In the middle of the COVID-19 epidemic flu season on the way. Both diseases have similar symptoms, which means it can be difficult to distinguish one from the other. Researchers are just beginning to learn how to distinguish early symptoms of covid-19 and seasonal flu in children.
- Researchers have begun to learn how early symptoms of COVID-19 and seasonal flu can differ in children.
- While the flu season is expected to begin in October, parents may soon try to figure out if a sick child has flu or COVID-19, which may require quarantine or a visit to their doctor.
- Experts emphasize that getting the flu vaccine during the epidemic is more important than ever.
What to look for when trying to decide whether a child has flu or COVID-19.
Flu and COVID-19
Source Centers for Disease Control and Prevention (CDC) recently influenza and COVID-19 published a guide on the differences between.
While COVID-19 and flu viruses are thought to spread in similar ways, COVID-19 is more contagious than the flu among certain populations and age groups.
It has been observed that COVID-19 has more spreading events than flu. According to the CDC website, this means that the virus that causes COVID-19 can spread to many people quickly and easily, causing it to spread constantly among people as time progresses.
Experts emphasize that the impact of COVID-19 on children should not be minimized or rely on data where children are housed at home, not attending school, and not exposed to other people or viruses.
This winter season will give us the opportunity to evaluate such an effect. This is because although social distancing and other COVID control measures remain in place, the population in general returns to more ‘normal’ activities and control measures are not applied consistently.
Fever, cough more common than flu in children with COVID-19
As part of the study, the researchers looked at 315 patients diagnosed with COVID-19 in the hospital between March 25, 2020 and May 15, 2020.
They compared the information with the 1,402 children diagnosed with the flu between October 1, 2019 and June 6, 2020. Children who were asymptomatic but positive for COVID-19 were not included in the cohort.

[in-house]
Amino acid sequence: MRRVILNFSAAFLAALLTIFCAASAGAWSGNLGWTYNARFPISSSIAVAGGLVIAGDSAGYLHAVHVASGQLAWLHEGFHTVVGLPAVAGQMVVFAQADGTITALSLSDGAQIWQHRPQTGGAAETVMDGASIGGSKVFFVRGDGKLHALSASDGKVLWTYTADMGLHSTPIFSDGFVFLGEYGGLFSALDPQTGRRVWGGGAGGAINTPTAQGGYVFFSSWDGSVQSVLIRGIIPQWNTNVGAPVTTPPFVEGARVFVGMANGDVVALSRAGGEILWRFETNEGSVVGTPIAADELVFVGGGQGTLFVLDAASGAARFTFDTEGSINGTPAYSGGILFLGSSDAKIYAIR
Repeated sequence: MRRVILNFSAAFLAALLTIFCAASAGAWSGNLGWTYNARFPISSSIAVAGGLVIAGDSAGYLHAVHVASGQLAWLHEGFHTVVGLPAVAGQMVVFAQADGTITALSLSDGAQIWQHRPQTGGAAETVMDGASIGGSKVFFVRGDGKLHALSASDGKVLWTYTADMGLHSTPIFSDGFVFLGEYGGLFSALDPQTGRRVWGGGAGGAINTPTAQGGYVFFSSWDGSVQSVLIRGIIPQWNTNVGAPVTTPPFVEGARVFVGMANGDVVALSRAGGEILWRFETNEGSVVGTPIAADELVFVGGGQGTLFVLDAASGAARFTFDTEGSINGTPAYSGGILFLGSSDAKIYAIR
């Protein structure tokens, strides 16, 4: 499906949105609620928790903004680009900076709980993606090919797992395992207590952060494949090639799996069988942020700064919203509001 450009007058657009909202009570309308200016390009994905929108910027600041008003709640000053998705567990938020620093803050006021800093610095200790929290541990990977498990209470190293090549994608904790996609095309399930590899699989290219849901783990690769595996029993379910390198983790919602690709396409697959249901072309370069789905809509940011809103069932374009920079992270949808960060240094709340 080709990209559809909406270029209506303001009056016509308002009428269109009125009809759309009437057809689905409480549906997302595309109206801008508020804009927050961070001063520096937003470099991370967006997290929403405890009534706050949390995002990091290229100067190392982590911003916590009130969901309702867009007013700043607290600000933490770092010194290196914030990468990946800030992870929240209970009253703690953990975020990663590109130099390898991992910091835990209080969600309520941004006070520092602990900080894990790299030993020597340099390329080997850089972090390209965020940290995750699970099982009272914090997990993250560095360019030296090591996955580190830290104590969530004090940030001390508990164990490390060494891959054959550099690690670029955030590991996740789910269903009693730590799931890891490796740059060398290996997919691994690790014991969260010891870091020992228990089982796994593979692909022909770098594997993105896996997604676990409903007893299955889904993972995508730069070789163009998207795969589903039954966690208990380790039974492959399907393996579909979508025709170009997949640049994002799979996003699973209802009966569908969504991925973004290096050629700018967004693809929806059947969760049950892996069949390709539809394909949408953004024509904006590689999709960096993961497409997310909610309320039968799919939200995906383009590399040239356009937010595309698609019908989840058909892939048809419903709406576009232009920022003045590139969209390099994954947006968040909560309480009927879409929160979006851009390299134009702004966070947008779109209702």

17.1 percent of the COVID-19 cohort were hospitalized, 5.7 percent were taken to the intensive care unit and 3.2 percent to ventilators. 21.2 percent of the flu children were hospitalized, 7 percent were admitted to the intensive care unit, and 1.9 percent were using a ventilator.
The median age of patients hospitalized with COVID-19 is 9.7, while the median age of those with influenza is 4.2.
Fever was the most commonly reported symptom, followed by cough. Children with COVID-19 had fever and cough compared to those with the flu.
A higher percentage of those with COVID-19 reported symptoms including:
- body aches
- chest pain
There was no statistically significant difference in children who reported obstruction, sore throat, or shortness of breath.
As the number of influenza cases in the hospital decreased when schools closed in March, lead study author and Infection Control / Epidemiology director at the National Children’s Hospital. Xiaoyan Song wants to look at the effects of school closures on the spread of COVID-19. .
“We want to assess the quantitative impact of school closures so that the cost of closing schools and staying home outweighs the benefit of reducing COVID-19 transmission and the burden on the health system,” he said.